Patients’ perceptions of their “most” and “least” important medications: a retrospective cohort study
1 Section of General Internal Medicine, VA Boston Healthcare System, 150 S. Huntington Ave, Boston, MA, 02130, USA
2 Section of General Internal Medicine, Boston Medical Center, 801 Massachusetts Ave, Boston, MA, 02118, USA
3 Boston University School of Medicine, Boston, USA
4 Division of General Internal Medicine, Brigham and Women’s Hospital, Boston, USA
5 Harvard Medical School, Boston, MA, USA
Citation and License
BMC Research Notes 2012, 5:619 doi:10.1186/1756-0500-5-619Published: 2 November 2012
Despite benefits of adherence, little is known about the degree to which patients will express their perceptions of medications as more or less important to take as prescribed. We determined the frequency with which Veteran patients would explicitly identify one of their medications as “most important” or “least important.”
We conducted a retrospective cohort study of patients from ambulatory clinics at VA Boston from April 2010-July 2011. Patients answered two questions: “Which one of your medicines, if any, do you think is the most important? (if none, please write ‘none’)” and “Which one of your medicines, if any, do you think is the least important? (if none, please write ‘none’).” We determined the prevalence of response categories for each question. Our cohort of 104 patients was predominantly male (95%), with a mean of 9 medications (SD 5.7). Regarding their most important medication, 41 patients (39%) identified one specific medication; 26 (25%) selected more than one; 21 (20%) wrote “none”; and 16 (15%) did not answer the question. For their least important medication, 31 Veterans (30%) chose one specific medication; two (2%) chose more than one; 51 (49%) wrote “none”; and 20 (19%) did not directly answer the question.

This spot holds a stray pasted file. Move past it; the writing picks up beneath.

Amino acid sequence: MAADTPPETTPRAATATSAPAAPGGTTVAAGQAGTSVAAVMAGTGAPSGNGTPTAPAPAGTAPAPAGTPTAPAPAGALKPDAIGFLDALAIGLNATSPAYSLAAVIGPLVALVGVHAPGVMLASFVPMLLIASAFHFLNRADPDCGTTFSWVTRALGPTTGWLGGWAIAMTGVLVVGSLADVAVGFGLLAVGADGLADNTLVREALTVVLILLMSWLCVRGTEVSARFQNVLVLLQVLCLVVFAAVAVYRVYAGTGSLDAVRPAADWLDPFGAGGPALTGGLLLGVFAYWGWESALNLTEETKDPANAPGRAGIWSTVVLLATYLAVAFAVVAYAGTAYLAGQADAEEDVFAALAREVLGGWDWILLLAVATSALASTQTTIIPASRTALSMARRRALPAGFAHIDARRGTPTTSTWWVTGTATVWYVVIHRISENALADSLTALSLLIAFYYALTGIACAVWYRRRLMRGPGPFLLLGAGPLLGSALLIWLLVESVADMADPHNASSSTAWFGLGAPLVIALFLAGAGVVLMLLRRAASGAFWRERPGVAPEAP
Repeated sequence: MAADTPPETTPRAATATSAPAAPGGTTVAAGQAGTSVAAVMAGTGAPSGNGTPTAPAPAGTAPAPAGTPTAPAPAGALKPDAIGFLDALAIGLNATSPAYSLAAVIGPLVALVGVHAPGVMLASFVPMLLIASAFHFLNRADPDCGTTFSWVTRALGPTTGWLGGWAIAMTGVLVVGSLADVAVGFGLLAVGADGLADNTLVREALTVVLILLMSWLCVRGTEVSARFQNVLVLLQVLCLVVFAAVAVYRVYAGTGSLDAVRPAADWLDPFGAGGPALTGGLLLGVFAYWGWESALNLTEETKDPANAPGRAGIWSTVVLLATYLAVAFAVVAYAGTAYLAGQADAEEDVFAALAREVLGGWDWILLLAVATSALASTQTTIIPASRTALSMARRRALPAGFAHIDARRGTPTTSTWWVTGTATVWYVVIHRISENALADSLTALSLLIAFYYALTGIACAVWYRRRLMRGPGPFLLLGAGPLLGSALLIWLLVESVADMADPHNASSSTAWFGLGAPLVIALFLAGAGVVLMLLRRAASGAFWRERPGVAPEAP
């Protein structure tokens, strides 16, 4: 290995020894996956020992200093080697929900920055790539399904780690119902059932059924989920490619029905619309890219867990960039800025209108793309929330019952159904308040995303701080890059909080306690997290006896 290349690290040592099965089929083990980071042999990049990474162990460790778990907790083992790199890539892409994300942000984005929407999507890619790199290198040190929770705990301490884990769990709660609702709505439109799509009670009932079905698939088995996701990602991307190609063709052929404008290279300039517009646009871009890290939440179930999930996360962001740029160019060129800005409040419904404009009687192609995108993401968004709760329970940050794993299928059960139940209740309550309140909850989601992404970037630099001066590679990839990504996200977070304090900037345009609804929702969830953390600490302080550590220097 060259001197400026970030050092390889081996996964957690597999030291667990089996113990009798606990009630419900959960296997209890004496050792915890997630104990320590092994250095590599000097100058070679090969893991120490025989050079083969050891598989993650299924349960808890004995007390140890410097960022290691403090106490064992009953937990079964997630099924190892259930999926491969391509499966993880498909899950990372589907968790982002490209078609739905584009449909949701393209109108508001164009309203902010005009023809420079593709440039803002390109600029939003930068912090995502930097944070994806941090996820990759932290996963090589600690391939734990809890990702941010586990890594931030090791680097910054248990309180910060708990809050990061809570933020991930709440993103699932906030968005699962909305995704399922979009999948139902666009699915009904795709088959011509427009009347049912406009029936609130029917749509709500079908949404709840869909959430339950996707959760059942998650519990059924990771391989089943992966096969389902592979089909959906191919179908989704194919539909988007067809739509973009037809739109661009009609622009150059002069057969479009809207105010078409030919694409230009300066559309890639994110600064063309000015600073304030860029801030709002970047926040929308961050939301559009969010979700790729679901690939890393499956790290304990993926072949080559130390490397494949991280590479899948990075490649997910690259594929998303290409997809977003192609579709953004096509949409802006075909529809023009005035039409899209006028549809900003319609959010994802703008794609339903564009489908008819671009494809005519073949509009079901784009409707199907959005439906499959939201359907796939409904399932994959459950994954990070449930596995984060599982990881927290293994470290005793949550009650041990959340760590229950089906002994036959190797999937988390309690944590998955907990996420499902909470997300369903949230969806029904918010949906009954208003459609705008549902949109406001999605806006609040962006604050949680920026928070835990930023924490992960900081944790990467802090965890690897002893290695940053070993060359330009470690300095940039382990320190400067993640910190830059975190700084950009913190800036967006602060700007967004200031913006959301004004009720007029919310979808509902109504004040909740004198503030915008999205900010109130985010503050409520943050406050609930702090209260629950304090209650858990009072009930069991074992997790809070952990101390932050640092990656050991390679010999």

Thirty-five percent of patients did not identify a most important medication, and 68% did not identify a least important medication. Better understanding of how patients prioritize medications and how best to elicit this information will improve patient-provider communication, which may in turn lead to better adherence.